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Top dogs for the workaholic

Workaholics need to consider the time involved in being a pet parent. If you want a dog, think carefully about the life adjustments you’ll need to make.

Woman with puppy

There are a number of things to consider long before adopting a dog as a pet. Pets are meant to be a permanent addition to your home. Too many owners with good intentions give up their dogs to shelters every year — an unfair and sad outcome for any pet. Owning a dog is a lifelong commitment, so think carefully if you only have a limited amount of time to devote to your new dog. Workaholics are up early and often home late, so they must be realistic about pet time.

Depending on the size and the temperament of the dog you choose, proper indoor and outdoor spaces for sleeping and exercise may include fenced and sheltered areas. The smartest and most easily trainable dogs don’t always make the ideal pet. Your job is to find a breed that suits your lifestyle and spend enough time with your dog to bring out his best. If you live alone, care is all up to you. Many unmarried pet “parents” find that hiring a dog walker or taking their dog to pet daycare is a great way to be sure their pet gets adequate exercise and socialization during the long days when they are away.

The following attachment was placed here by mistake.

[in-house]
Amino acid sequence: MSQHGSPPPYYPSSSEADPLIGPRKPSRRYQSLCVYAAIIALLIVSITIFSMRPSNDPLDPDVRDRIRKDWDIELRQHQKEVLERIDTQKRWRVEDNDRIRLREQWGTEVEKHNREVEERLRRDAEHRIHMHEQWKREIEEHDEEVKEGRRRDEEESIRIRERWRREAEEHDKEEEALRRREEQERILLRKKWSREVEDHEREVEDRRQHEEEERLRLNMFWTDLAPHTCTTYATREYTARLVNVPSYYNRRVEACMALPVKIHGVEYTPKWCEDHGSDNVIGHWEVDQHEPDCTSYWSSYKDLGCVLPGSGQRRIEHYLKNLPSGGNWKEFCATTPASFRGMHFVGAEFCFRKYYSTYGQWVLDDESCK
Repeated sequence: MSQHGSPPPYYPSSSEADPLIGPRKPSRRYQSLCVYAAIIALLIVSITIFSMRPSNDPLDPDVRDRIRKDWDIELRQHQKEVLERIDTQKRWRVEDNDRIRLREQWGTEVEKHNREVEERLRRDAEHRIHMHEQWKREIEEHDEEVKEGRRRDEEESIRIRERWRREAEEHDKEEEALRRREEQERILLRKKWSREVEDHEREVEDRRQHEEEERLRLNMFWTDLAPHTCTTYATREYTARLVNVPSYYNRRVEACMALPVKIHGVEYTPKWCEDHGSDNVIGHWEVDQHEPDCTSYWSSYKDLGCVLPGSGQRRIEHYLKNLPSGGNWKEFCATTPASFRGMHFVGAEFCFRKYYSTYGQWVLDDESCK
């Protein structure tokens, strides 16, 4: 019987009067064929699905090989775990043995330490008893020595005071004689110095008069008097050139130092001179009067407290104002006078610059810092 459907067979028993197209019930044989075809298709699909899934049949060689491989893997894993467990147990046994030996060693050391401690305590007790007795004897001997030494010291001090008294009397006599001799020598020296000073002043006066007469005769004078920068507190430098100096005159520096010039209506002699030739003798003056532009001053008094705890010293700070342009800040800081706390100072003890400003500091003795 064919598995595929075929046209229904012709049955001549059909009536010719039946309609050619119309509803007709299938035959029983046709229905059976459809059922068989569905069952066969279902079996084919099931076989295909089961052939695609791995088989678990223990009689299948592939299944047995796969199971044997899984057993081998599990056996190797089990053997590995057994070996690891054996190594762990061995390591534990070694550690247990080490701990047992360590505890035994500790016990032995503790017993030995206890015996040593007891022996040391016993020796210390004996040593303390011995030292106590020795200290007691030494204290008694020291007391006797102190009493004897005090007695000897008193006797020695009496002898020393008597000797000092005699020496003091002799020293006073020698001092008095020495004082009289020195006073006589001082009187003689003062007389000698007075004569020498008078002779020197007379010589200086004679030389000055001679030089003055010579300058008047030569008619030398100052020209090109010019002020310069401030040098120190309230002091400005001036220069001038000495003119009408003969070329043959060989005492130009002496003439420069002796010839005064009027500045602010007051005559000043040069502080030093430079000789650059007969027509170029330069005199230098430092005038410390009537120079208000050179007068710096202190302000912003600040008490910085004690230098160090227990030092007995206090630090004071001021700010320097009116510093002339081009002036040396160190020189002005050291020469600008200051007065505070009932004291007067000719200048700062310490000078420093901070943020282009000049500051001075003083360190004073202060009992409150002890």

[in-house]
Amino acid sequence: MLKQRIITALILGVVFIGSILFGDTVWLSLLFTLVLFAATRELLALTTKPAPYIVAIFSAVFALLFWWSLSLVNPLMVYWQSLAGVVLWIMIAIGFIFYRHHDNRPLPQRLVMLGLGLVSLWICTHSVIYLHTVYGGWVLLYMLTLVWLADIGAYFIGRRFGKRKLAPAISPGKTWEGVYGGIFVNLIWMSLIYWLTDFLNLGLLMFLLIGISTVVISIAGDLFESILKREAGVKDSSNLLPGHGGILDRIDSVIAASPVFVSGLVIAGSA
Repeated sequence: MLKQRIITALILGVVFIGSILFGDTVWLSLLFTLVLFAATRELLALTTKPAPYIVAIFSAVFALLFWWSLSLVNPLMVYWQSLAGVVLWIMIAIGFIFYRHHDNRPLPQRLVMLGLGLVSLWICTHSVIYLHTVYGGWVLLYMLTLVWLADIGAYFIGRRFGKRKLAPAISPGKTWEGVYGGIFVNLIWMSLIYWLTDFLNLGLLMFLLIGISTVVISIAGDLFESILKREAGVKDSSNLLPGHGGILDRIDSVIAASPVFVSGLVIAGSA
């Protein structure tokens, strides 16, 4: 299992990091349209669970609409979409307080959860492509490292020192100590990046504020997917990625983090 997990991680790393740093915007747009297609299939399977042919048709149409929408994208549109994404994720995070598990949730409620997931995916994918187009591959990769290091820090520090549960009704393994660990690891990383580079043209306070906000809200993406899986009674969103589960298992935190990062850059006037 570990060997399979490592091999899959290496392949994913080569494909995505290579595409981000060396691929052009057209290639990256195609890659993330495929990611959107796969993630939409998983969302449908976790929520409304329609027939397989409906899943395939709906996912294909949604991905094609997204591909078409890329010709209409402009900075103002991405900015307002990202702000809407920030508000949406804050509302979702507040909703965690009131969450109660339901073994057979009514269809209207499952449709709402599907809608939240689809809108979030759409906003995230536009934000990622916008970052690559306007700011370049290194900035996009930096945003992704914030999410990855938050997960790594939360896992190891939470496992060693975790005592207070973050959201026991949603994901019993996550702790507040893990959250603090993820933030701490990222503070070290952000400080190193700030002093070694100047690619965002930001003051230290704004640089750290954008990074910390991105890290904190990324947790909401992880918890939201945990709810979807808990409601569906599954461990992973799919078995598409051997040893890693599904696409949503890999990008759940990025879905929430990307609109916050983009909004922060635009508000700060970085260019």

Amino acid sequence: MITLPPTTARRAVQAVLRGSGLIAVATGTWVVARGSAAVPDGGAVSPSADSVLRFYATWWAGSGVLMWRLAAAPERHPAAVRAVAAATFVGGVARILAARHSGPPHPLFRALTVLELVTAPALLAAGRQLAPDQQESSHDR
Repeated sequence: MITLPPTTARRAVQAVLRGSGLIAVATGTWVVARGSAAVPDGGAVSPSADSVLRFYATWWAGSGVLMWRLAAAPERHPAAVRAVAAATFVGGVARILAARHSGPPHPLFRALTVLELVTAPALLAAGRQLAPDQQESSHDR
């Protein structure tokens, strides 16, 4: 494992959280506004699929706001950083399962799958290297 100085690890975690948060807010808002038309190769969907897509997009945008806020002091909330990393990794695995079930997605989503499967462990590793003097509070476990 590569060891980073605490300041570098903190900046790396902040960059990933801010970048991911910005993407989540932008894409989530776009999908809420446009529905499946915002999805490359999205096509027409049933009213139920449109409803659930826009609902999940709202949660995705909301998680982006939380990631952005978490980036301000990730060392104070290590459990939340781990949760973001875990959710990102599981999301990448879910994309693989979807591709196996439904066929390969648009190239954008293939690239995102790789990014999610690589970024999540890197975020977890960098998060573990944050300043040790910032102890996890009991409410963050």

Golden or Labrador retriever

Intelligent and eager to please, retrievers need exercise and space. Because of their mild dispositions, these gentle dogs normally adapt to your schedule, but will need plenty of attention and outdoor play time when you come home.

Bassett hound

Not the smartest breed, this dog may take take some time to learn commands. But the bassett has an easy-going nature and will likely be content to snooze away chunks of time when left on its own. Like all dogs, a regular schedule of walks and exercise is needed by a bassett.


These pint-sized cuties can be paper-trained if you can’t make it home to let them out on a regular basis, and are usually happy to perch near a window and watch the world go by. They have bursts of high energy, but are small enough to run around easily in a more confined area.


Playful and devoted, the beagle is a good family dog. Walks are important to this curious breed, and the beagle can be very social with children and other dogs.


This is a happy, alert breed that isn’t shy or aggressive. Papillons normally are content to “go with the flow” and will adjust to your comings and goings, being very loving when you are with them. Their diminutive size — about 10 inches high — means its outdoor space can be small.

Every dog deserves a certain amount of owner attention. When considering a pet dog, workaholics should put the animal’s basic needs at the top of the list: good food and fresh water daily, exercise (a minimum of two walks/romps every day), health care and vaccinations, grooming and comfortable sleep spaces. Your dog is entitled to lots of attention when you’re at home, and a safe and secure place to stay when you’re not. And in your absence, dogs can sometimes be naughty or have accidents. Your dog needs a home where forgiveness for these incidents is a given.

More tips

Picking a pet for you and your man
Top 10 large dog breeds
DIY grooming for your dog

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